Report: Differences between gay and straight spouses disappear after legalization of gay marriage

 Same-sex spouses were typically younger, had more education and were more likely to be employed than those in opposite-sex marriages, although many of those differences disappeared after the legalization of gay marriage in 2015, according to a new report released Tuesday by the U.S. Census Bureau. Almost 1.5 million people lived with a same-sex spouse [[{“value”:”

Same-sex spouses were typically younger, had more education and were more likely to be employed than those in opposite-sex marriages, although many of those differences disappeared after the legalization of gay marriage in 2015, according to a new report released Tuesday by the U.S. Census Bureau.

Almost 1.5 million people lived with a same-sex spouse in the U.S. in 2022, double what it was in the year before gay marriage was legalized, according to the bureau’s American Community Survey.

A 2015 decision by the U.S. Supreme Court made same-sex marriages legal in all 50 states. In the year before that ruling, same-sex marriages had been legalized in just over a third of states through legislation and lower court rulings.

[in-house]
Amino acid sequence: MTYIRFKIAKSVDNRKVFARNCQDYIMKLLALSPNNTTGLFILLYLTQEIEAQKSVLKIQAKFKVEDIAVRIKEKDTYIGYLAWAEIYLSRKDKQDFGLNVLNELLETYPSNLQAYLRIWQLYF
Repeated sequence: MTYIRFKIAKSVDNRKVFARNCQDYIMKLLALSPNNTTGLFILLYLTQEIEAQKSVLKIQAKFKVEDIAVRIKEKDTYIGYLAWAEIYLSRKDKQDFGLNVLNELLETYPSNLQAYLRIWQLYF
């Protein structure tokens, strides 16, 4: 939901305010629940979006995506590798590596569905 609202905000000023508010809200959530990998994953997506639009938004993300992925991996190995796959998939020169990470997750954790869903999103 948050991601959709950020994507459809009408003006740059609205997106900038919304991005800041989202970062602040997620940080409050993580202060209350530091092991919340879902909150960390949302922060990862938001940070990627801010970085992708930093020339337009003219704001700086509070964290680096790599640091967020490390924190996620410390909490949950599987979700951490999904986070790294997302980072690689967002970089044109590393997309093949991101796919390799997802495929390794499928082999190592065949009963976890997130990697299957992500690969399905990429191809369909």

The 2015 Supreme Court decision proved to be a watershed, with around 41% of same-sex spouses reported in 2022 getting married within four years of the ruling. By comparison, 14% of those in opposite-sex marriages were married between 2015 and 2019, according to the Census Bureau report.

When just comparing marriages after the 2015 Supreme Court decision, many of the differences — including employment status, length of marriage and education levels among women — disappeared between same-sex spouses and opposite-sex spouses, the report said.

In addition, those in a same-sex marriage were older than their counterparts in opposite-sex marriages if they got married after 2015, a flip flop from all marriages regardless of the timeframe.

Any differences between gay and heterosexual marriages before the Supreme Court decision reflect the fact that same-sex marriage wasn’t recognized in all states until 2015, according to the report.

“Generally, same-sex spouses and their households resemble those in opposite-sex couples,” the report said.

Regardless of when couples got married, opposite-sex spouses were more likely to have children and have larger households, and female same-sex spouses were more likely to have kids than male same-sex spouses. Same-sex spouses were more likely to share a home with roommates, according to the report.

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Mike Schneider, The Associated Press

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